All passport applications are subject to the provisions of the Passports Act, 2008 (“The 2008 Act”). The Act provides, among other things, that a person must be an Irish citizen before a passport can be issued to him/her. In order to meet this legal requirement, each person must demonstrate an entitlement to Irish citizenship in his/her passport application.
The applicant referred to was born in Ireland after January 1 2005. Any possible claim to citizenship for the applicant is governed by the terms of the Irish Nationality and Citizenship Act, 1956 as amended (“The 1956 Act”). Section 6A of the 1956 Act provides that a person born in the State on or after 1 January 2005, where neither parent is an Irish or British citizen or otherwise entitled to reside in the State or Northern Ireland without restriction at the time of that person’s birth, may claim citizenship by birth in the State (and thereby establish eligibility for an Irish passport) only where a parent has been lawfully resident in the State for three years of the four years preceding his/her birth.
In such cases, proofs of lawful residence in the State are required to determine if a parent has the required three year residence. For non-EU parents, permission to remain in the State recorded on passports, and/or registration cards, as issued by the Garda National Immigration Bureau (GNIB), are acceptable proofs of a parent’s lawful residence in the context of a passport application.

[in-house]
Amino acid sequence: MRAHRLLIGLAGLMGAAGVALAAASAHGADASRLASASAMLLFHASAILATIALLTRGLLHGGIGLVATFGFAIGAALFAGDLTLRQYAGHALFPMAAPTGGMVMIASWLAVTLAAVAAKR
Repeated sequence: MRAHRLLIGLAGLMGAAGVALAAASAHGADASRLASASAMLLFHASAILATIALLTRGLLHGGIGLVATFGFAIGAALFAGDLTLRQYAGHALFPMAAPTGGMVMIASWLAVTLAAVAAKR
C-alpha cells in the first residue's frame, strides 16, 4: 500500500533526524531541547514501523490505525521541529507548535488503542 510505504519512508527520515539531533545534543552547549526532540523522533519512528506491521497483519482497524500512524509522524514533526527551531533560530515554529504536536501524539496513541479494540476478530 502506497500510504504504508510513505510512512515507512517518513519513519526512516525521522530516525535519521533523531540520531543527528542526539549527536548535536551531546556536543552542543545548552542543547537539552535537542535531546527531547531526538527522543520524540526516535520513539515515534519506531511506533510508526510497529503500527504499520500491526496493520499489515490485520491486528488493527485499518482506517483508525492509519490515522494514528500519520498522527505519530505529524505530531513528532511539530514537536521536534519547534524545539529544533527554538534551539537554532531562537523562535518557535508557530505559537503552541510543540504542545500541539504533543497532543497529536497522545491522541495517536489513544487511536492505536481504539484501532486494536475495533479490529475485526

In this case, proof of lawful residence in the State for the required time-period prior to the applicant's birth was not submitted in support of the passport application. In the absence of such proof of lawful residence, an entitlement to citizenship, and therefore eligibility for an Irish passport, was not established.
Citizenship, including naturalisation, comes under the remit of the Department of Justice and Equality. Further information on citizenship and naturalisation is available on the website of the Irish Naturalisation and Immigration Service.